Photo: Lisiane Aguiar

“We chose Brazil because it is the closest country, but the language is a challenge that still keeps us apart from Brazilians.”-  Mirla Isabel

by Lisiane Aguiar

Mirla Isabel (26) has been in Brazil for almost a year. When the family arrived in Roraima, they lived on a street for 7 months and Mirla shares with us how difficult this time was for them. While still in Venezuela, the money she and her husband were earning was no longer enough for basic expenses of the family. She was also concerned about the health of their 5-year-old son, because the medicines he takes were no longer available. Now, her husband, while searching for a steady job here in Brazil, still quite often goes back to Venezuela to provide the family who stayed there with medicines that it is impossible to get there.

Photo: Juliana Orihuela

Back in Venezuela, Mirla worked as a manicurist and lived with her parents and siblings in the same house. She was happy because she had all her family around. She had her first child (son) at the age of 21 and now she’s nine months pregnant with a daughter. She lives in the Nova Canaã shelter with her mother, husband and son and struggles with the idea of having a child in these conditions. But every day she tries to transform the little tent made of canvas they live in into a home.  Despite all her attempts, it is still very challenging and difficult experience not to have a roof, with a 5-year-old son and being pregnant.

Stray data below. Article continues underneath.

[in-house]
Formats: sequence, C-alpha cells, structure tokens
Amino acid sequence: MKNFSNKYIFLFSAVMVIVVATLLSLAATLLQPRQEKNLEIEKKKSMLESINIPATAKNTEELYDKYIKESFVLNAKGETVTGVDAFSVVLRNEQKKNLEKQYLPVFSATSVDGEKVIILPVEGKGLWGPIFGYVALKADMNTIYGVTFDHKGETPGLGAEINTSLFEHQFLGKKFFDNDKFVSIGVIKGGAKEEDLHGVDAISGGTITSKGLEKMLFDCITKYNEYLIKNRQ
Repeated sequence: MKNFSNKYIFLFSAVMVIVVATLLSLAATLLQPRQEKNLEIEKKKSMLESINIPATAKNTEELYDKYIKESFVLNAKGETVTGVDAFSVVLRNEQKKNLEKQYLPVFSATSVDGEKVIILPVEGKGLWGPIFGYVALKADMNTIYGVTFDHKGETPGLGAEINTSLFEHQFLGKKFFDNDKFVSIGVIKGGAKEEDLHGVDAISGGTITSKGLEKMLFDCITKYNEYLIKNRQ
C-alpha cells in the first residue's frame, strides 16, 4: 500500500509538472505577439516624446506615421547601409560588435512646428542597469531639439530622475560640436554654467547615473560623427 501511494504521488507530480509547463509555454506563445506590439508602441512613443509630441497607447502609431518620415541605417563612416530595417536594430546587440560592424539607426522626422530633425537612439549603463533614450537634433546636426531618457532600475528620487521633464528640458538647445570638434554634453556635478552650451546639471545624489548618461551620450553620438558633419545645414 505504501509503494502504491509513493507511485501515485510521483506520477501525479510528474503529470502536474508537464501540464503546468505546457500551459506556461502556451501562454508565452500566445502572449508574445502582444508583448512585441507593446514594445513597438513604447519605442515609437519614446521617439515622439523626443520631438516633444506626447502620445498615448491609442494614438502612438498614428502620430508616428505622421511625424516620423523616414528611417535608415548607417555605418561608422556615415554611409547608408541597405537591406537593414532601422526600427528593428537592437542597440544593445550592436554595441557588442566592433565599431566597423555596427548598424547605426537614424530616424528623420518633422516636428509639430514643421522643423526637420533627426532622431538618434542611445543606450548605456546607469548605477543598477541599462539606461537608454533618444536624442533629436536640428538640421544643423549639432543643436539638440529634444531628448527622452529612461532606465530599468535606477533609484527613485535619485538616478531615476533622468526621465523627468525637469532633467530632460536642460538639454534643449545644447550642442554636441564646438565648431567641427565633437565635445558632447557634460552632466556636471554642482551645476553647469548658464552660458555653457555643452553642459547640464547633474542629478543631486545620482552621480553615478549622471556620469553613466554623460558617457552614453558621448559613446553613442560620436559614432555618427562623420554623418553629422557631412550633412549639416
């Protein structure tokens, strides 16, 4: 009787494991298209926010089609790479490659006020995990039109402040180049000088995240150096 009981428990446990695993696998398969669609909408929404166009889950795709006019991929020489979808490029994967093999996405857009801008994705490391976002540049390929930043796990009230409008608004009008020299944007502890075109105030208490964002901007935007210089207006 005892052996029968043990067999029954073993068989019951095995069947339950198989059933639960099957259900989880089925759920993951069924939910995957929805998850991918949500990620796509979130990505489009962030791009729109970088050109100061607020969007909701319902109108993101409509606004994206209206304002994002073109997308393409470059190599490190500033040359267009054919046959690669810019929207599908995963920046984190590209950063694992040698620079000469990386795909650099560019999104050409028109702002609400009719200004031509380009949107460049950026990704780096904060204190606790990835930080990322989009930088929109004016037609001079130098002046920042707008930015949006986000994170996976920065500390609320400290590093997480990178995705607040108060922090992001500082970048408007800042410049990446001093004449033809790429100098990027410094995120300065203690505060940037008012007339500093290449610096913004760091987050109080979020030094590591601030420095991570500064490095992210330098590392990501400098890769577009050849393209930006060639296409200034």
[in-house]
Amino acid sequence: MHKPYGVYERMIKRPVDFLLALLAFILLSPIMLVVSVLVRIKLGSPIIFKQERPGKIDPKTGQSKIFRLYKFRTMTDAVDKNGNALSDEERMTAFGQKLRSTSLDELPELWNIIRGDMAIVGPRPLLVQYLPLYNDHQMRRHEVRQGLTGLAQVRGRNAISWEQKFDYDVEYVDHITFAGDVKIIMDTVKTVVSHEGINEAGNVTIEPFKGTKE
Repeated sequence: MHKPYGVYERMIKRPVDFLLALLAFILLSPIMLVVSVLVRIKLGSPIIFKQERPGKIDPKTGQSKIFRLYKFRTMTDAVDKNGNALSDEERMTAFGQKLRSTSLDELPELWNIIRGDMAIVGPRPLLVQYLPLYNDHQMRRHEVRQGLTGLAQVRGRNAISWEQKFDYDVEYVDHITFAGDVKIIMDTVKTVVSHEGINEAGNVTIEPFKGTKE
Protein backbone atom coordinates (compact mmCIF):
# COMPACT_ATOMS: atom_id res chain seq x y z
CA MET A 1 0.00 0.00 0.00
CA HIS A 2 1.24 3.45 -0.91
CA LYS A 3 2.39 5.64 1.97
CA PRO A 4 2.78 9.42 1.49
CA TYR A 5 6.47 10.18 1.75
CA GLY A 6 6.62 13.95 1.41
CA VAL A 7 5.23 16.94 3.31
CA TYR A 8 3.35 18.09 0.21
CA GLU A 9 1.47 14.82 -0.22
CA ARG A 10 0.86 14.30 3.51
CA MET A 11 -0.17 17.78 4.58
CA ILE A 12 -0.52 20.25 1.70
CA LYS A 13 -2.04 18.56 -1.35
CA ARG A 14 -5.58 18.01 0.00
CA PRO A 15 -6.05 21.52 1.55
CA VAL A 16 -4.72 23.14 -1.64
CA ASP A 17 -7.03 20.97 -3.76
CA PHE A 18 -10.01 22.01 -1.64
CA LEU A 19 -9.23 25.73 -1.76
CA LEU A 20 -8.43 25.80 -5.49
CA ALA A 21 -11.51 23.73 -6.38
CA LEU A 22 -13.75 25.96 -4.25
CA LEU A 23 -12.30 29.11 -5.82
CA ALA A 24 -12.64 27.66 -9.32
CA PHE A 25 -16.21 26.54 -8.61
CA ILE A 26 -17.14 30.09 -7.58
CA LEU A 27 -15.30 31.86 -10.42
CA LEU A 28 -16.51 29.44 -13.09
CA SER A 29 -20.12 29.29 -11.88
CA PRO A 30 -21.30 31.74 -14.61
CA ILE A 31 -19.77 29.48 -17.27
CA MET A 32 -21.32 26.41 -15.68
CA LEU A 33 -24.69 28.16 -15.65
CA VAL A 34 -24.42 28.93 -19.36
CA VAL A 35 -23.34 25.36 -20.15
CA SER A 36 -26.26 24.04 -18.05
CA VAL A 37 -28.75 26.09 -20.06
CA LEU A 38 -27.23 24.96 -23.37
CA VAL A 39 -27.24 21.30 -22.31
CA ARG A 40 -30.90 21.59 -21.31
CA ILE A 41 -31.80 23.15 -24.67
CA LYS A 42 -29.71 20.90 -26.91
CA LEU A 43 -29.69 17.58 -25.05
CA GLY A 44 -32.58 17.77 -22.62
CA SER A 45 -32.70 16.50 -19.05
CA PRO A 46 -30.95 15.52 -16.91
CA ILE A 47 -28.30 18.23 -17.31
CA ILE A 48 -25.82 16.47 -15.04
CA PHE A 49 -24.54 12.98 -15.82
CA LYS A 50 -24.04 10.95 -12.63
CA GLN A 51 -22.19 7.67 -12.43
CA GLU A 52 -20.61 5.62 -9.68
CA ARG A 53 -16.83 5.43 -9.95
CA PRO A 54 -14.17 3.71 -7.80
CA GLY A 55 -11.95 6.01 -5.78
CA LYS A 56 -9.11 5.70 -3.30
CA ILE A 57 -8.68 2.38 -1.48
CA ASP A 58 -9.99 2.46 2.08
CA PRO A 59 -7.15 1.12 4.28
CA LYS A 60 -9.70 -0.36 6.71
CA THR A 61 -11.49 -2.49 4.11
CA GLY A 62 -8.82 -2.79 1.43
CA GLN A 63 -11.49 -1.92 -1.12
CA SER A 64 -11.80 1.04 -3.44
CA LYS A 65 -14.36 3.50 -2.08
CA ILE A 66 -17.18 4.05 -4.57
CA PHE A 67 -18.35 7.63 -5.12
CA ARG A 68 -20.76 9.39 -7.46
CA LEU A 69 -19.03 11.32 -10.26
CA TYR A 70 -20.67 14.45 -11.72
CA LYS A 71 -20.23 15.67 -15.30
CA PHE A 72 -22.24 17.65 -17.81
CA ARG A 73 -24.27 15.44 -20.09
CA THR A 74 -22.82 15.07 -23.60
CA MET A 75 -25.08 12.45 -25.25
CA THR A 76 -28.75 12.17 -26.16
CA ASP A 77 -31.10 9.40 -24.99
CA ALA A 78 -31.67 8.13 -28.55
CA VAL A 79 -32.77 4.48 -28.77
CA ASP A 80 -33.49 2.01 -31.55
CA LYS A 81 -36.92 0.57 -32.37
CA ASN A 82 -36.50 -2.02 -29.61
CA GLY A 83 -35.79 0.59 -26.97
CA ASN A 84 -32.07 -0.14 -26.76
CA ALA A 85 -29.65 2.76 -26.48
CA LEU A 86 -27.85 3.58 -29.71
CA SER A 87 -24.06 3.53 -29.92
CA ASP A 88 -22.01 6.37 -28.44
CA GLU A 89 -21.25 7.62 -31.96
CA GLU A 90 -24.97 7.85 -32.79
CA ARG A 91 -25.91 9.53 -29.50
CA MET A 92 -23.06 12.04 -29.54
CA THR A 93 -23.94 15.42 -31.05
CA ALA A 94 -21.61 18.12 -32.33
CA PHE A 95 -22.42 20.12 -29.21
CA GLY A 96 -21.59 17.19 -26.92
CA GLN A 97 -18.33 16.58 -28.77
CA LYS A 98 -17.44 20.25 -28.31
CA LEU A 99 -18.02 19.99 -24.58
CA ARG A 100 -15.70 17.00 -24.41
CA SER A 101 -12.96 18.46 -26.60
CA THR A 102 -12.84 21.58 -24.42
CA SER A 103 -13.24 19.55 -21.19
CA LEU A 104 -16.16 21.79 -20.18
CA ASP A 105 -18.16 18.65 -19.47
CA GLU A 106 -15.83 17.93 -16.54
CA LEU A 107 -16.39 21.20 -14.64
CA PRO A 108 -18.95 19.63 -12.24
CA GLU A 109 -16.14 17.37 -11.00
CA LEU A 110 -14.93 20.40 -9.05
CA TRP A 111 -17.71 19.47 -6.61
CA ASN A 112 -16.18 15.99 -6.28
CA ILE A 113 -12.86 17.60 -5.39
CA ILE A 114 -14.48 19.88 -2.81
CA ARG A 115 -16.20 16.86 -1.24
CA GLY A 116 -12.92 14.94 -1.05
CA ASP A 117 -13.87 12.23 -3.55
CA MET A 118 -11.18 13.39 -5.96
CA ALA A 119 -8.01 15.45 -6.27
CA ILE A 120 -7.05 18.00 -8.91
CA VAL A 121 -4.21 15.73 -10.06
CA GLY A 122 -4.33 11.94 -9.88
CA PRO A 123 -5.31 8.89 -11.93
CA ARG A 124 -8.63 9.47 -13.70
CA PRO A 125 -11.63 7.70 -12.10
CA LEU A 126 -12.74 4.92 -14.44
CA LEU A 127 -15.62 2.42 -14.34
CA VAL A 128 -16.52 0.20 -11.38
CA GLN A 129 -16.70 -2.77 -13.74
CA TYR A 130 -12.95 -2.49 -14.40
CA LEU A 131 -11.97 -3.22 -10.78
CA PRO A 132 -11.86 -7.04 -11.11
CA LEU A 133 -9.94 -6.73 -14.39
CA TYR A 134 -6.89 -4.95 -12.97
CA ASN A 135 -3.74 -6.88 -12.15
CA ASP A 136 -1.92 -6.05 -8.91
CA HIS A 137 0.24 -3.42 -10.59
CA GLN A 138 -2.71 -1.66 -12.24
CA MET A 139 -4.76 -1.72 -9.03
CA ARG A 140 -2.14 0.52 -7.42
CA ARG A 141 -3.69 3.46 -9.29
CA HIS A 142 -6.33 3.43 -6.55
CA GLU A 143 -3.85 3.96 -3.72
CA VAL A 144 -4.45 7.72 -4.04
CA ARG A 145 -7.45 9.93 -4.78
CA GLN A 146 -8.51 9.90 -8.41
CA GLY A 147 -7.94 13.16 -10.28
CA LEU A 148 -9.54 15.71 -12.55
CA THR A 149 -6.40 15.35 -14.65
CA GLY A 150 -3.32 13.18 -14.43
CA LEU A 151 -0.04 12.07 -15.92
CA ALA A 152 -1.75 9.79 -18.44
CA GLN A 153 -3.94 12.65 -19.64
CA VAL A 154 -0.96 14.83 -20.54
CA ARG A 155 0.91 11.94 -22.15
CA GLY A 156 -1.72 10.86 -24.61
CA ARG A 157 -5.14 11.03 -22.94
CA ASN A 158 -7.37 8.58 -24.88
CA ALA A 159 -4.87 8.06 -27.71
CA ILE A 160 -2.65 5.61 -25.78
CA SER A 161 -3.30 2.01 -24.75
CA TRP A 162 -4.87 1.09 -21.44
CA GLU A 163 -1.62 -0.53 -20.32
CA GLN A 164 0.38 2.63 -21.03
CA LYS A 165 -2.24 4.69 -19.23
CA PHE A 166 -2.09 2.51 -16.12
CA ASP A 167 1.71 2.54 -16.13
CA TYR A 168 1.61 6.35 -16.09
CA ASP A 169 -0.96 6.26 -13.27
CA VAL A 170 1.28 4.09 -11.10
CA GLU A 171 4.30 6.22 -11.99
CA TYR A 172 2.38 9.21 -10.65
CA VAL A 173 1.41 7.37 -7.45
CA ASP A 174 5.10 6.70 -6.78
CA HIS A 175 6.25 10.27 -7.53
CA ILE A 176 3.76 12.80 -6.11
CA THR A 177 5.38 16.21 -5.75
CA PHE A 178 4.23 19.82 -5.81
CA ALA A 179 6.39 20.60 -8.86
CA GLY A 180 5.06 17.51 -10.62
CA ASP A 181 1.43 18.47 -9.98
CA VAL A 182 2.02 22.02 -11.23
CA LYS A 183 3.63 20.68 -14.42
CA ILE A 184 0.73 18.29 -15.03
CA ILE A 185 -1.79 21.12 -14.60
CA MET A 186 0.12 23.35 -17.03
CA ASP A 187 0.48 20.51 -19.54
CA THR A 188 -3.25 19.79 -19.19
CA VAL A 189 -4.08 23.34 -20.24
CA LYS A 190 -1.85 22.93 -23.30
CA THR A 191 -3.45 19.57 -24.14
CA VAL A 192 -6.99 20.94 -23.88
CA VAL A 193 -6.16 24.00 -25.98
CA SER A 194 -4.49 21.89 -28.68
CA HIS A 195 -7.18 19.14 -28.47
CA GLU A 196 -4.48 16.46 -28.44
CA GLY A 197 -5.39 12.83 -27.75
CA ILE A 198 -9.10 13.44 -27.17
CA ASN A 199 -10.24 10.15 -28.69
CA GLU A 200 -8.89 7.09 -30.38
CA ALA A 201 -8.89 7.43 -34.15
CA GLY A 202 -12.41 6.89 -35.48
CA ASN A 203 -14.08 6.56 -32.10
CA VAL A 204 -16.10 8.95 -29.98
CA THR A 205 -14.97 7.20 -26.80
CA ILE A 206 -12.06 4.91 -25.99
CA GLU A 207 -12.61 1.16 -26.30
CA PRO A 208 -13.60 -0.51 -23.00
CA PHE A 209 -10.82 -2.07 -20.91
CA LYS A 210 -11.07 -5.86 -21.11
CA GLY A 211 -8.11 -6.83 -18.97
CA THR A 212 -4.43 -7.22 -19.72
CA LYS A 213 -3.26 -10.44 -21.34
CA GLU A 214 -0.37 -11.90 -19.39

For the moment, Mirla does not intend to return to Venezuela, because food and medicine scarcity continues. What for many people is something taken for granted, for her was decisive to come to Boa Vista to have her daughter here: the access to a hospital, medicine and food.

 

For Mirla, language is an important obstacle towards integration. Many people in Boa Vista associate Spanish with Venezuelans begging on the streets and become aggressive. She has heard several times: “go back to your country, you’re not from here!". Therefore, sometimes she feels ashamed to speak her language in public spaces. Nevertheless, this kind of hostility does not discourage her, because as she explains, she knows that in Brazil there are also many people that are kind and willing to help.